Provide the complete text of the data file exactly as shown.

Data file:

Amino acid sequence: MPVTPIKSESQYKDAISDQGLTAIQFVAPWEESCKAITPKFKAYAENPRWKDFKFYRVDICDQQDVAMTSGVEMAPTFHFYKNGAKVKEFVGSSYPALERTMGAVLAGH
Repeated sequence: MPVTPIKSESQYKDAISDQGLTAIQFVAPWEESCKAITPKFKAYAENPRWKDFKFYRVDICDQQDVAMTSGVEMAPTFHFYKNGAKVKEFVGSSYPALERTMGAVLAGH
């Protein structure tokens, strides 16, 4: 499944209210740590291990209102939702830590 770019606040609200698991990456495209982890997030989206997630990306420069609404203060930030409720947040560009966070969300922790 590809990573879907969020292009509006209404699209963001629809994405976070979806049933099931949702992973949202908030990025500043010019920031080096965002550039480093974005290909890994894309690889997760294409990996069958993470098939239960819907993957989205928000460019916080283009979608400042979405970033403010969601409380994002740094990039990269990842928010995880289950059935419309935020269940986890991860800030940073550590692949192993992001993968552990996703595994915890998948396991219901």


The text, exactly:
Amino acid sequence: MPVTPIKSESQYKDAISDQGLTAIQFVAPWEESCKAITPKFKAYAENPRWKDFKFYRVDICDQQDVAMTSGVEMAPTFHFYKNGAKVKEFVGSSYPALERTMGAVLAGH
Repeated sequence: MPVTPIKSESQYKDAISDQGLTAIQFVAPWEESCKAITPKFKAYAENPRWKDFKFYRVDICDQQDVAMTSGVEMAPTFHFYKNGAKVKEFVGSSYPALERTMGAVLAGH
């Protein structure tokens, strides 16, 4: 499944209210740590291990209102939702830590 770019606040609200698991990456495209982890997030989206997630990306420069609404203060930030409720947040560009966070969300922790 590809990573879907969020292009509006209404699209963001629809994405976070979806049933099931949702992973949202908030990025500043010019920031080096965002550039480093974005290909890994894309690889997760294409990996069958993470098939239960819907993957989205928000460019916080283009979608400042979405970033403010969601409380994002740094990039990269990842928010995880289950059935419309935020269940986890991860800030940073550590692949192993992001993968552990996703595994915890998948396991219901």